If you know me, you know I love Project Runway. I own the first five seasons on DVD and used to clear my schedule whenever it was on. But the move to Lifetime has been rough, and I thought a low point had been reached when Gretchen won instead of Mondo in Season 8. But the real low point was when I just stopped watching Season 9 because I realized I was dreading each episode and I felt actively anxious and unhappy while watching. I made it through All-Stars but it felt like a chore. 

So I was pretty sure I was going to watch little, if any, of Season 10. But Olivia and I ended up watching a few and got hooked, mainly because we fell in love with Dmitry Sholokov, the hilarious, ballroom dancing Belarusian who looks like younger, hotter incarnation of Professer Snape. His thick-accented quips have single-handedly brought the joy of Project Runway back into my life. 

So far, he has made some great dresses but hasn't won a challenge. I was hoping his "always the bridesmaid never the bride" story would be similar to that of Jay McCarroll, who uttered that line just before producing one of the best finale collections to date and winning Season 1. But this week the remaining designers showed at fashion week and Dmitry's was...kinda bad. Which means he won't win. Then again none of the collections were particularly exciting, so once again, a season of Project Runway is destined to collapse into one giant letdown.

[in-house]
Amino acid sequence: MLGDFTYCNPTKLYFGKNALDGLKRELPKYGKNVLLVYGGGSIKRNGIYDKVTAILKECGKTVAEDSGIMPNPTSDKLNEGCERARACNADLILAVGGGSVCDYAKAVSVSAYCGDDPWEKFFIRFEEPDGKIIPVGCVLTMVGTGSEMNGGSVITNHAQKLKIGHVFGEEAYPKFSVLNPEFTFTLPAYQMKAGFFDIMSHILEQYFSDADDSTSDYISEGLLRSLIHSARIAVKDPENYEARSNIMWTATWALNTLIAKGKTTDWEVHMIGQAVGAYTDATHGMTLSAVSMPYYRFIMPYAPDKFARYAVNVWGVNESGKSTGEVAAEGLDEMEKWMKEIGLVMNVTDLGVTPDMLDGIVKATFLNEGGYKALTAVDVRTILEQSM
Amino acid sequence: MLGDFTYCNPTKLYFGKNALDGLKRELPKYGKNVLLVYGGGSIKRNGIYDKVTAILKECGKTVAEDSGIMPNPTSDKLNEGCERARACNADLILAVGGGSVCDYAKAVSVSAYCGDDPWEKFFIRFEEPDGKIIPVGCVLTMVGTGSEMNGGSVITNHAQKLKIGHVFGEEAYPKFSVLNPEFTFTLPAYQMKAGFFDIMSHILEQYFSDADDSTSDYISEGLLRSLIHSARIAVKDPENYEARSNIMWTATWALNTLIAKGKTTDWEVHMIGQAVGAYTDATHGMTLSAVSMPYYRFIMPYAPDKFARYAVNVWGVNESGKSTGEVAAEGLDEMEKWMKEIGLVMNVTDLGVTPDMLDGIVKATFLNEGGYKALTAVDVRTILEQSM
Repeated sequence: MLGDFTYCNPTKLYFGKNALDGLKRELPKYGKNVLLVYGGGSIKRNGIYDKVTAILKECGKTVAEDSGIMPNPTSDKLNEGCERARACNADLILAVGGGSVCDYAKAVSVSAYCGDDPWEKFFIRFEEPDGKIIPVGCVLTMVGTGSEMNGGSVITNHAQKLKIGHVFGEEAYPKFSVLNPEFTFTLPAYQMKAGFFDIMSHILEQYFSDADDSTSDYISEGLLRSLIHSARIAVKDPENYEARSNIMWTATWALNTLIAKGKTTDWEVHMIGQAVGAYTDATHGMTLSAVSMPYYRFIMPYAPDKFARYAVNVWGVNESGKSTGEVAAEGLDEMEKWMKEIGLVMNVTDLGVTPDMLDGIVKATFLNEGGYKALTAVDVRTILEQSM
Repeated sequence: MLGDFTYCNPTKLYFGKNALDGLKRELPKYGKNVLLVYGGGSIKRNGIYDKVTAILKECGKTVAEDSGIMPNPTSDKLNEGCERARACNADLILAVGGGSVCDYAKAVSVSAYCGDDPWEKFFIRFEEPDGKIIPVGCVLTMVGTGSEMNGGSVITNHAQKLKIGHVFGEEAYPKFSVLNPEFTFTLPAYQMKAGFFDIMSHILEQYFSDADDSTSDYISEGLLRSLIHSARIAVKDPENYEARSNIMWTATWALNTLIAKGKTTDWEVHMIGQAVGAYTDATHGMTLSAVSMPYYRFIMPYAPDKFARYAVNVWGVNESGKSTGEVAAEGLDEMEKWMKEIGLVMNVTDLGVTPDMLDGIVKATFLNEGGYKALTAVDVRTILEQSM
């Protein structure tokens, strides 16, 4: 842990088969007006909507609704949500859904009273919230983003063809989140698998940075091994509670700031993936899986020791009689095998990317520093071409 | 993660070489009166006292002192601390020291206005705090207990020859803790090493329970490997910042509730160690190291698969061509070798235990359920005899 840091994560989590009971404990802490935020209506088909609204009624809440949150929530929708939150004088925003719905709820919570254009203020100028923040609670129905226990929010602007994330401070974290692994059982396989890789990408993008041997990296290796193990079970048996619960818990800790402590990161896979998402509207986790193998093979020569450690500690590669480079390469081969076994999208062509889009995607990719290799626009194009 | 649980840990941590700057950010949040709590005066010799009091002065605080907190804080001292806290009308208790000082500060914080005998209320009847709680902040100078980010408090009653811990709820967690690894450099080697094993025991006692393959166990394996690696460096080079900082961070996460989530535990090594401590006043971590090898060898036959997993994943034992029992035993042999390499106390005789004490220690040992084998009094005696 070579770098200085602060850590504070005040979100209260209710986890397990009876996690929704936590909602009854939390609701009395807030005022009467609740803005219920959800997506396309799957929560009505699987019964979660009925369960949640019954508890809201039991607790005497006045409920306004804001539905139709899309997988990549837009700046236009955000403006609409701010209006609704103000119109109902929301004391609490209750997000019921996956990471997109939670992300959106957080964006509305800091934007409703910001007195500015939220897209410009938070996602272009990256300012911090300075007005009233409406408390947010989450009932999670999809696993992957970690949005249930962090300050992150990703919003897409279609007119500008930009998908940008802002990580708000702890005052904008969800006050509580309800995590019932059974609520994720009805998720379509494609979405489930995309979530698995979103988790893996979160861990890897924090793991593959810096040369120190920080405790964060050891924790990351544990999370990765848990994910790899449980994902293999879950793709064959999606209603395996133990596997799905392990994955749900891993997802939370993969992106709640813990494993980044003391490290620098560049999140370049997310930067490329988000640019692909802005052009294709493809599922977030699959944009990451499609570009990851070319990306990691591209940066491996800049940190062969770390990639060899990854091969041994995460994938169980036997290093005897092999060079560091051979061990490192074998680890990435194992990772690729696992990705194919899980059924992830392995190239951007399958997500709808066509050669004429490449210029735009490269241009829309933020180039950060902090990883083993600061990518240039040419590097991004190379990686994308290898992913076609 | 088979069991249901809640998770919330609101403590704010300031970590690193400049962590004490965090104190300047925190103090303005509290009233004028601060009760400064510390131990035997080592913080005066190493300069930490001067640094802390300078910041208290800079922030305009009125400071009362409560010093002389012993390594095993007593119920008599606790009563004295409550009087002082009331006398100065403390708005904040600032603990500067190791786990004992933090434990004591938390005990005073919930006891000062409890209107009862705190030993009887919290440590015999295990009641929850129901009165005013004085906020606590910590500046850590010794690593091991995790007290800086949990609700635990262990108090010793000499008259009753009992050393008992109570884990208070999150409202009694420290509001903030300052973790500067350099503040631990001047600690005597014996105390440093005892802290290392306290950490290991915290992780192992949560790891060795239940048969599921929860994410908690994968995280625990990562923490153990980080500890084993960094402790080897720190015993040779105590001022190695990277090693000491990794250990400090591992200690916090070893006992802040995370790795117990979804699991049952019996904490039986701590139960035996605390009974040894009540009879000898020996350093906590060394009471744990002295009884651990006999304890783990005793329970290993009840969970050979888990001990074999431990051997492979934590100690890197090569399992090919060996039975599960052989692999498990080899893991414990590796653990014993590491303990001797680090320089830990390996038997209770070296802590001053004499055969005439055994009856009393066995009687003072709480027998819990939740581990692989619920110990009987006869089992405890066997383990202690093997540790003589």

2. Love Is Dead

I probably shouldn't be dreaming of moving to Eastern Europe so I can live in a castle and have pale babies with Dmitry because the news came this week that love is dead and we should all give up.  

If you have been wondering why people are sobbing openly in the streets or why pints of Ben & Jerry's are sold out at your local grocery store, you must not have heard that all-time awesome couple Amy Poehler and Will Arnett are breaking up. 

Every time I chuckled with schadenfreude over some overexposed celebrity couple going bust, I wondered if I was just hard-hearted toward love and if I would ever be upset to hear about the break up of two people I don't know. And for years the answer was obvious: Amy and Will. Besides both being two of the funniest people I can think of, they seemed like they really had a loving, respectful, fun, equal marriage. 

So if they can't make it work, it means that love must be broken and that we should all just crawl into bed with a box of doughnuts and commence eating our feelings. 

1. Ugh